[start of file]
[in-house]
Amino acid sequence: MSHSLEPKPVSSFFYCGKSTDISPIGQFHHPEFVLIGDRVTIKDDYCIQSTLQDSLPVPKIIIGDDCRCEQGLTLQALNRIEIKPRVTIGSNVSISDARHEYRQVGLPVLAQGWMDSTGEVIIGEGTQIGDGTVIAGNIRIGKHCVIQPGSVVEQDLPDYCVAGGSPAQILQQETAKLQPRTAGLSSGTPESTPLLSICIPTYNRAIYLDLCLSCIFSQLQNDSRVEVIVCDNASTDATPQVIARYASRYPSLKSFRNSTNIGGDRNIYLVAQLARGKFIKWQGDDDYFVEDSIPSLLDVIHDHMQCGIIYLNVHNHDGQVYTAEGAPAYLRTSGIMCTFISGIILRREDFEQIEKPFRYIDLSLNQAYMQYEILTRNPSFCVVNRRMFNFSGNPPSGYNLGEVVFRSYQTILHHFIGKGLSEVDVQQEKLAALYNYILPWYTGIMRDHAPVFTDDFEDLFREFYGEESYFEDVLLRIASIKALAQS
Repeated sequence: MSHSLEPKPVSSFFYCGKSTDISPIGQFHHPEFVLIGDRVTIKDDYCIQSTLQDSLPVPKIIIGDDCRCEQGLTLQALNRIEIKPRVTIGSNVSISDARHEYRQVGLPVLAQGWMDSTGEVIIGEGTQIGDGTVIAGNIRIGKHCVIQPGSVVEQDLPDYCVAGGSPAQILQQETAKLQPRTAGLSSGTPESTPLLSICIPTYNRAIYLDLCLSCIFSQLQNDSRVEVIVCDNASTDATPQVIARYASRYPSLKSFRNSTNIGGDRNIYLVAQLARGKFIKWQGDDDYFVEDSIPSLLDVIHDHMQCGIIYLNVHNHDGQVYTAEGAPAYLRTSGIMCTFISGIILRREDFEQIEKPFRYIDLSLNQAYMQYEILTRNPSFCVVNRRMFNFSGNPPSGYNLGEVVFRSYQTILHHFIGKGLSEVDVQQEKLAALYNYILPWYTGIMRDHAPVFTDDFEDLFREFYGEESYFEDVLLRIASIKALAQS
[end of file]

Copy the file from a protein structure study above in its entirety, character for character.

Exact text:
[in-house]
Amino acid sequence: MSHSLEPKPVSSFFYCGKSTDISPIGQFHHPEFVLIGDRVTIKDDYCIQSTLQDSLPVPKIIIGDDCRCEQGLTLQALNRIEIKPRVTIGSNVSISDARHEYRQVGLPVLAQGWMDSTGEVIIGEGTQIGDGTVIAGNIRIGKHCVIQPGSVVEQDLPDYCVAGGSPAQILQQETAKLQPRTAGLSSGTPESTPLLSICIPTYNRAIYLDLCLSCIFSQLQNDSRVEVIVCDNASTDATPQVIARYASRYPSLKSFRNSTNIGGDRNIYLVAQLARGKFIKWQGDDDYFVEDSIPSLLDVIHDHMQCGIIYLNVHNHDGQVYTAEGAPAYLRTSGIMCTFISGIILRREDFEQIEKPFRYIDLSLNQAYMQYEILTRNPSFCVVNRRMFNFSGNPPSGYNLGEVVFRSYQTILHHFIGKGLSEVDVQQEKLAALYNYILPWYTGIMRDHAPVFTDDFEDLFREFYGEESYFEDVLLRIASIKALAQS
Repeated sequence: MSHSLEPKPVSSFFYCGKSTDISPIGQFHHPEFVLIGDRVTIKDDYCIQSTLQDSLPVPKIIIGDDCRCEQGLTLQALNRIEIKPRVTIGSNVSISDARHEYRQVGLPVLAQGWMDSTGEVIIGEGTQIGDGTVIAGNIRIGKHCVIQPGSVVEQDLPDYCVAGGSPAQILQQETAKLQPRTAGLSSGTPESTPLLSICIPTYNRAIYLDLCLSCIFSQLQNDSRVEVIVCDNASTDATPQVIARYASRYPSLKSFRNSTNIGGDRNIYLVAQLARGKFIKWQGDDDYFVEDSIPSLLDVIHDHMQCGIIYLNVHNHDGQVYTAEGAPAYLRTSGIMCTFISGIILRREDFEQIEKPFRYIDLSLNQAYMQYEILTRNPSFCVVNRRMFNFSGNPPSGYNLGEVVFRSYQTILHHFIGKGLSEVDVQQEKLAALYNYILPWYTGIMRDHAPVFTDDFEDLFREFYGEESYFEDVLLRIASIKALAQS